1919: Nine Missing in Fire

Middletown, Conn., Dec. 24.–Nine men who were among the 53 mildly insane patients accommodated in an outlying building of the Connecticut Hospital for the Insane, were missing today, as the result of last night’s fire. Dr. Havilland, superintendent, inclines to the opinion that the fire started from a heap of kindling wood near the heater. The property loss is about $25,000.

From the Pittsburgh Daily Post (Pittsburg, Pa.), Dec. 25, 1919.

1896: Ten Inches of Snow in Connecticut

Middletown, Conn., Dec. 17.–Steam railroad traffic is greatly delayed by the record breaking storm which now prevails, and the trolley lines are badly crippled. The snow is 10 inches on the level, and it is drifted four and five feet deep. All country roads leading into the city are blocked.

From the Austin Daily Herald (Austin, Minnesota), Thursday, December 17, 1896.

1906: Engineer Easton on Trial

Claims He Had Been on Duty Nearly 24 Hours When Yalesville Wreck Occurred.

The trial of Harry W. Easton, 28 years old, of Middletown, an engineer, charged with manslaughter in causing the wreck on the Consolidated road on November 29, which resulted in the death of Conductor William A. Leahy of West Springfield, was begun in the police court at Meriden, Ct., yesterday morning. Easton pleaded not guilty. The hearing will last two days. Easton was running two locomotives coupled together and going backward from New Haven to Springfield with rush orders, and crashed into the tail end of a regular freight train coming to Springfield from Harlem river. The state charges Easton with running by a banjo signal set against him.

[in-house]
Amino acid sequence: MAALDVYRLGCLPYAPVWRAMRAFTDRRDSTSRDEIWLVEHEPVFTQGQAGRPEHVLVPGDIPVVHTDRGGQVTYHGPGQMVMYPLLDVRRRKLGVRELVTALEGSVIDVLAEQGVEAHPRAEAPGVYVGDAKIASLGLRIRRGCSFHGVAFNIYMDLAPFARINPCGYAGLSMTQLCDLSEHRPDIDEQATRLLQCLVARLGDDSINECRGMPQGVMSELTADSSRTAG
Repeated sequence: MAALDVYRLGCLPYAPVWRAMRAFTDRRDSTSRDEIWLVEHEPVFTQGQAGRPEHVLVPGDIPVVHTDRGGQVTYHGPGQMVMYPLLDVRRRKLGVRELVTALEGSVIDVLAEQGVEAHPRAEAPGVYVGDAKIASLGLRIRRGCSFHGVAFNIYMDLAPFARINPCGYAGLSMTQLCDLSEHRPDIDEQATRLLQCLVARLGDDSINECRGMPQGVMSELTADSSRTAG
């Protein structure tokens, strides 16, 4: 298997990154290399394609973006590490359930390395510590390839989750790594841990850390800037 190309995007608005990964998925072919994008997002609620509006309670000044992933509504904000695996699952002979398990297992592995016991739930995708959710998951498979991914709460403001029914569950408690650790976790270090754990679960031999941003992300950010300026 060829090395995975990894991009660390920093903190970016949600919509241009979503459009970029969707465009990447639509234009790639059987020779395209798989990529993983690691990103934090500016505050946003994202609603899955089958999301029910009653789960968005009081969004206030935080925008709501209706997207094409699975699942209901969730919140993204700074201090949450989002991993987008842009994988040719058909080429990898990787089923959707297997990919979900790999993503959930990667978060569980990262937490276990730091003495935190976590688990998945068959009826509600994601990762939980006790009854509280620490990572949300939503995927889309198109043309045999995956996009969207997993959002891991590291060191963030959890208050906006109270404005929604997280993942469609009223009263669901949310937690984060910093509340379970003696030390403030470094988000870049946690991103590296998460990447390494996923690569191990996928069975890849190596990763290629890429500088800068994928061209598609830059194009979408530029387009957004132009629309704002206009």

The defense claims that the young engineer had been on duty for nearly 24 hours; that the engines had the right of way over second-class trains; that the Harlem river train was an hour late and should have been on a branch switch at Hartford instead of near Yalesville; that the engineer was necessarily on the wrong side of the engine to see banjo signals; that he could not see ahead of him because of a strong wind blowing coal from the tender in his eyes and it was bitter cold; that the freight train was slowed down to six miles an hour and no flag or torpedo signals were given. Weather Observer L. M. Tarr of New Haven was called as a witness.

From the Springfield Republican (Springfield, Massachusetts), Tuesday, December 11, 1906.

November 28 – Middletown 366

1827

Presidential Candidates

News.–The following letter containing the important intelligence, that three-fifths of the people of Connecticut are Clintonians, is taken from the New-York Statesman of the 10th inst. This may be set down as news indeed, for we doubt very much whether any of our readers ever before heard of Mr. Clinton’s popularity in Connecticut. The fact is, the people of this State are the firm supporters of the able Administration of Adams. Neither Mr. Clinton nor Gen. Jackson can get three-fifths nor one-fifth of the votes of Connecticut. In this section of the State, where the writer professes to have received his information, the people are, with a very few exceptions, the friends of the present administration, and we have no apprehension that they will abandon Mr. Adams for any other candidate. The author of the letter was most egregiously deceived, when the informant palmed himself upon him as “an Adams man, possessing opportunities of knowing” what is not true, and had he remained a sufficient time in the place, he could have ascertained its falsehood. Here is the letter.